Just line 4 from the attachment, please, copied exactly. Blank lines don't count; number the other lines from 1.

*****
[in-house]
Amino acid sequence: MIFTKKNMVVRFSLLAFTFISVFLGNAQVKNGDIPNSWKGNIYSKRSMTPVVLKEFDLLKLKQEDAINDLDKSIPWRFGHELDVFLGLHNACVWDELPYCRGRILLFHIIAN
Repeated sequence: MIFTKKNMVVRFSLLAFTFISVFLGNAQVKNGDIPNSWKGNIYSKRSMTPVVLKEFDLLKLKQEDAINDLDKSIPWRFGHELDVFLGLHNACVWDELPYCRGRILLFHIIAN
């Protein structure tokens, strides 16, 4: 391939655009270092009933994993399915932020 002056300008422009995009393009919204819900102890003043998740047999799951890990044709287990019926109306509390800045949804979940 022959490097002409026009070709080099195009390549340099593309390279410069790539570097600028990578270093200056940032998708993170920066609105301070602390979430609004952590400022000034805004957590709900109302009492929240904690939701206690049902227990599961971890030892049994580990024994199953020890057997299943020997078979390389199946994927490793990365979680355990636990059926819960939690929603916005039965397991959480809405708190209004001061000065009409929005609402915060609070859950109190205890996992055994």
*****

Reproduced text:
């Protein structure tokens, strides 16, 4: 391939655009270092009933994993399915932020 002056300008422009995009393009919204819900102890003043998740047999799951890990044709287990019926109306509390800045949804979940 022959490097002409026009070709080099195009390549340099593309390279410069790539570097600028990578270093200056940032998708993170920066609105301070602390979430609004952590400022000034805004957590709900109302009492929240904690939701206690049902227990599961971890030892049994580990024994199953020890057997299943020997078979390389199946994927490793990365979680355990636990059926819960939690929603916005039965397991959480809405708190209004001061000065009409929005609402915060609070859950109190205890996992055994």